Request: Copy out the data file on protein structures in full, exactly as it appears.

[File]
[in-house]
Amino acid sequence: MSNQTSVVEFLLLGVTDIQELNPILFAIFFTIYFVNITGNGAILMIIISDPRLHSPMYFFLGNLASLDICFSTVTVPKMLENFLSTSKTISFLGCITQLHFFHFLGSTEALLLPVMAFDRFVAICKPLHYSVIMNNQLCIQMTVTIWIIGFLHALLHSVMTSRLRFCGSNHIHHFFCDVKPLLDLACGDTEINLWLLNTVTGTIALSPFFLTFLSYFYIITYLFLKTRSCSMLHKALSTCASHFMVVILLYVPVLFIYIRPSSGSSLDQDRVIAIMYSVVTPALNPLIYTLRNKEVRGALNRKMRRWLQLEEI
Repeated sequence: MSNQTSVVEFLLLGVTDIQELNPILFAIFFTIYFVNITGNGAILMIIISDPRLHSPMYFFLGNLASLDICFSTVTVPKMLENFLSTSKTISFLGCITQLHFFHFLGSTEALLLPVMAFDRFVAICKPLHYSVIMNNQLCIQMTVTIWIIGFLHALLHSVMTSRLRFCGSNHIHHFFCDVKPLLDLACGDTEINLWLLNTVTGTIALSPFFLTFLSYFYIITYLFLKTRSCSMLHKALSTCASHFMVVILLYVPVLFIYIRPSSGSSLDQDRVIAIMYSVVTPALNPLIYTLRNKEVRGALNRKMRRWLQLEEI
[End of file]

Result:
[in-house]
Amino acid sequence: MSNQTSVVEFLLLGVTDIQELNPILFAIFFTIYFVNITGNGAILMIIISDPRLHSPMYFFLGNLASLDICFSTVTVPKMLENFLSTSKTISFLGCITQLHFFHFLGSTEALLLPVMAFDRFVAICKPLHYSVIMNNQLCIQMTVTIWIIGFLHALLHSVMTSRLRFCGSNHIHHFFCDVKPLLDLACGDTEINLWLLNTVTGTIALSPFFLTFLSYFYIITYLFLKTRSCSMLHKALSTCASHFMVVILLYVPVLFIYIRPSSGSSLDQDRVIAIMYSVVTPALNPLIYTLRNKEVRGALNRKMRRWLQLEEI
Repeated sequence: MSNQTSVVEFLLLGVTDIQELNPILFAIFFTIYFVNITGNGAILMIIISDPRLHSPMYFFLGNLASLDICFSTVTVPKMLENFLSTSKTISFLGCITQLHFFHFLGSTEALLLPVMAFDRFVAICKPLHYSVIMNNQLCIQMTVTIWIIGFLHALLHSVMTSRLRFCGSNHIHHFFCDVKPLLDLACGDTEINLWLLNTVTGTIALSPFFLTFLSYFYIITYLFLKTRSCSMLHKALSTCASHFMVVILLYVPVLFIYIRPSSGSSLDQDRVIAIMYSVVTPALNPLIYTLRNKEVRGALNRKMRRWLQLEEI